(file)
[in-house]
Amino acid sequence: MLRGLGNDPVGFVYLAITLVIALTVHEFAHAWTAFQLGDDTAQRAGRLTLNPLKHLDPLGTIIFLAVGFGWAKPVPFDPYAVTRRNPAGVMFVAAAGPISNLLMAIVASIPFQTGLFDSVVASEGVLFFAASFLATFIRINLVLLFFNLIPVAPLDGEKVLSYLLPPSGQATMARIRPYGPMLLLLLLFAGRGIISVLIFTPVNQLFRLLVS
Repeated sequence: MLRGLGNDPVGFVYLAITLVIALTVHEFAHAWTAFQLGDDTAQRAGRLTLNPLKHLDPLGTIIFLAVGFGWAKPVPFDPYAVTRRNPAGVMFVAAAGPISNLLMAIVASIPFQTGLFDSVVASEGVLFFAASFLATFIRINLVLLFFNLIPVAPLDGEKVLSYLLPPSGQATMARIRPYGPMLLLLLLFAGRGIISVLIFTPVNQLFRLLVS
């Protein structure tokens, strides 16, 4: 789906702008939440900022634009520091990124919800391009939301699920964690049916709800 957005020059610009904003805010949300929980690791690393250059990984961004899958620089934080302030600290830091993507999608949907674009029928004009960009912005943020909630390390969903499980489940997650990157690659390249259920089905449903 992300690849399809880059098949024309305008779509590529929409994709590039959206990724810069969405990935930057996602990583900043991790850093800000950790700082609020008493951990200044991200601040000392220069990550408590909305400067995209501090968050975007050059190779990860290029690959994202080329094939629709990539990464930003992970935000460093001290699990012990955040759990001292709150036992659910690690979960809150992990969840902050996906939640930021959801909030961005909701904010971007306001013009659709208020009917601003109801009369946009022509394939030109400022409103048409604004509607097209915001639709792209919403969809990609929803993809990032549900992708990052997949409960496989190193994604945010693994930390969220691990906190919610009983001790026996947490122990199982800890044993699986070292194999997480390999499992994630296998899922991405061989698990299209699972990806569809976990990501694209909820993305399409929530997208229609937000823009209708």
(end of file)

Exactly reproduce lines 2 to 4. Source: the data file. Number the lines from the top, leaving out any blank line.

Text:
Amino acid sequence: MLRGLGNDPVGFVYLAITLVIALTVHEFAHAWTAFQLGDDTAQRAGRLTLNPLKHLDPLGTIIFLAVGFGWAKPVPFDPYAVTRRNPAGVMFVAAAGPISNLLMAIVASIPFQTGLFDSVVASEGVLFFAASFLATFIRINLVLLFFNLIPVAPLDGEKVLSYLLPPSGQATMARIRPYGPMLLLLLLFAGRGIISVLIFTPVNQLFRLLVS
Repeated sequence: MLRGLGNDPVGFVYLAITLVIALTVHEFAHAWTAFQLGDDTAQRAGRLTLNPLKHLDPLGTIIFLAVGFGWAKPVPFDPYAVTRRNPAGVMFVAAAGPISNLLMAIVASIPFQTGLFDSVVASEGVLFFAASFLATFIRINLVLLFFNLIPVAPLDGEKVLSYLLPPSGQATMARIRPYGPMLLLLLLFAGRGIISVLIFTPVNQLFRLLVS
């Protein structure tokens, strides 16, 4: 789906702008939440900022634009520091990124919800391009939301699920964690049916709800 957005020059610009904003805010949300929980690791690393250059990984961004899958620089934080302030600290830091993507999608949907674009029928004009960009912005943020909630390390969903499980489940997650990157690659390249259920089905449903 992300690849399809880059098949024309305008779509590529929409994709590039959206990724810069969405990935930057996602990583900043991790850093800000950790700082609020008493951990200044991200601040000392220069990550408590909305400067995209501090968050975007050059190779990860290029690959994202080329094939629709990539990464930003992970935000460093001290699990012990955040759990001292709150036992659910690690979960809150992990969840902050996906939640930021959801909030961005909701904010971007306001013009659709208020009917601003109801009369946009022509394939030109400022409103048409604004509607097209915001639709792209919403969809990609929803993809990032549900992708990052997949409960496989190193994604945010693994930390969220691990906190919610009983001790026996947490122990199982800890044993699986070292194999997480390999499992994630296998899922991405061989698990299209699972990806569809976990990501694209909820993305399409929530997208229609937000823009209708």